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FIRST PLACE WINNER
by Diane Maciejewski
I squinted into the glare of the late morning sun. Recognition flamed into a burning need to strike at my enemy. The woman before me cocked her hip and repeated her order. “One Carrot Crunch and one Chocolate Chaos cupcake, please.”
The milling crowd at the Farmers’ Market receded, replaced by Susan – the woman who had stolen my husband. Relaxed and smiling, she apparently had no idea who I was, but I could never mistake her face. I’d found her picture in Bill’s wallet while searching for singles and held on to it as a reminder to keep my heart to myself.
Three years with Bill hadn’t changed her. Chestnut hair brushed against her shoulders, and her face remained line-free, a claim I could no longer make. Dressed in a coordinating, plum jogging suit, she made my khakis and T-shirt look frumpy.
I gritted my teeth, longing to wipe the smile off her face with coarse sandpaper. But this wasn’t the moment for revenge. I had a reputation to uphold as the Maple Lake Cupcake Lady.
As I shoved Susan’s cupcakes into a bag, I deliberately smeared the cream cheese frosting and poked my thumb into the bottom of her Carrot Crunch.
“Who’s next?” I growled as I grabbed her money.
The tang of barbecue from a nearby concession primed shoppers for the cupcakes I’d baked the evening before. Since setting up a stall in the Farmers’ Market, I’d developed a loyal following for my three varieties. I also stocked a couple dozen giant-sized, Chocolate Chunk cookies, mostly for the kids, but it was the cupcakes customers came back for.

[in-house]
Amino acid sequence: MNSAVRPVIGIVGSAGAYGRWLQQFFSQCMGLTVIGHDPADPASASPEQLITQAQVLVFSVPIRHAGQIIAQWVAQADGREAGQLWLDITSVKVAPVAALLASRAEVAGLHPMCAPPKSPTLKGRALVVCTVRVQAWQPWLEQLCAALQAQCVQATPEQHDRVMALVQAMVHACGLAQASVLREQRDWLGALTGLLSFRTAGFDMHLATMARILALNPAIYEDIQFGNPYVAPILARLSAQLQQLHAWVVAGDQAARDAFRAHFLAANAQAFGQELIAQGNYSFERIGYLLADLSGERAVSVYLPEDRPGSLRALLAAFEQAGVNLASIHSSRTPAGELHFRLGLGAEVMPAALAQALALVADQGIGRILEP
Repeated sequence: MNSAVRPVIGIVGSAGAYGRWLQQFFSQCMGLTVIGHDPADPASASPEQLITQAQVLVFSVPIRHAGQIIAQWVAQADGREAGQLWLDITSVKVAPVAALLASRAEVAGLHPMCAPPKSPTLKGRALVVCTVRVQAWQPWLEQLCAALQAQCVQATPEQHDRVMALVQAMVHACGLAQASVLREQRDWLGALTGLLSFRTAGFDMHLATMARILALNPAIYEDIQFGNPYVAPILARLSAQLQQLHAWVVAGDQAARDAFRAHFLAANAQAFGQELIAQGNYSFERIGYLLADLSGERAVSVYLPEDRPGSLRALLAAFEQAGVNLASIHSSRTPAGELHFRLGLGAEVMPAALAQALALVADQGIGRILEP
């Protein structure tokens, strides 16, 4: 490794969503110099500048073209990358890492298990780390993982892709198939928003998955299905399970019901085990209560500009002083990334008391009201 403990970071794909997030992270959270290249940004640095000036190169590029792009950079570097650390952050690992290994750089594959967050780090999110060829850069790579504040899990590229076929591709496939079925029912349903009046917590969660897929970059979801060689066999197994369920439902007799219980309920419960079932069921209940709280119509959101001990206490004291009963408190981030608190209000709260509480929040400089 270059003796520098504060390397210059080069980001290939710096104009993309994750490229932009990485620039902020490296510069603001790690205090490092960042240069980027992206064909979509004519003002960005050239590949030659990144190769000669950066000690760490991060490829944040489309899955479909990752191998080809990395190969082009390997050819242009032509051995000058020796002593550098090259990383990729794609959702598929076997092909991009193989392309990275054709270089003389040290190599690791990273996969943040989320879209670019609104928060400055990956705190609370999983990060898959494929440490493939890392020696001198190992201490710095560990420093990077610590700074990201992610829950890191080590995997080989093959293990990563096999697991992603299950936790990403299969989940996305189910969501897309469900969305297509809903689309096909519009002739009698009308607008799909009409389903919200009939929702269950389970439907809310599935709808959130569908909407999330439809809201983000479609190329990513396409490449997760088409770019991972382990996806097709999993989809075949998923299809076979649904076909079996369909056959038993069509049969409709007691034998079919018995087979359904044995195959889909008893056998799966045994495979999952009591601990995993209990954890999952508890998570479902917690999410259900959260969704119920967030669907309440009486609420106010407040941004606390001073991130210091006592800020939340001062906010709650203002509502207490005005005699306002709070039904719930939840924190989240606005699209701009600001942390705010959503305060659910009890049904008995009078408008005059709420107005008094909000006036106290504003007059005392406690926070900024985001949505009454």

My location was prime, squeezed between Henry Witter’s Honey, hive-made by local bees, and Dan Berk’s Dairy, with his seven varieties of artisan cheeses. Sales were helped by the photos of homeless cats and dogs I’d posted next to my Peanut Free sign; all my profits went to the local animal shelter where I volunteered.
Cupcakes were my hobby. I’d started baking a decade ago when I married Bill. He loved sweets, but had an allergy to peanuts that made him break out in hives. Before peanut warnings were slapped across every packaged brownie and cookie, he’d had some nasty experiences.
Unlike his brother, who swore he could smell even a trace of peanut oil in a product, Bill’s nose failed him every time. My cupcakes were the answer to his gluttonous prayers.
When I discovered Bill’s cheating, I was sorely tempted to replace the canola oil in my recipe with peanut. But despite how he’d hurt me, I placed the blame for his infidelity on Susan, the younger woman who’d convinced him to jump back on the tilt-a-whirl during his post mid-life crisis.
Now I imagined them snuggled up to each other in bed, munching on my cupcakes and licking frosting off each other’s fingers. I bit my lip; the image still hurt. I hoped she wouldn’t come back, but she showed up the next week.
“I love your cupcakes. They remind me of the ones my husband brought me when we dated. He’d never tell me which bakery sold them; said it was his little secret for delighting me. Unfortunately, they went out of business shortly before he proposed.”
A jolt went through me. “He brought you cupcakes?”
“Mmm, sweet isn’t it? He loves your cupcakes, too. Think I’ll take him a Coconut Concoction this time.”
I snapped open a paper bag so hard it ripped. I yanked another from the pile and threw in her order. He’d brought her cupcakes! My cupcakes! The ones I baked each week for his supposed Friday afternoon office meeting.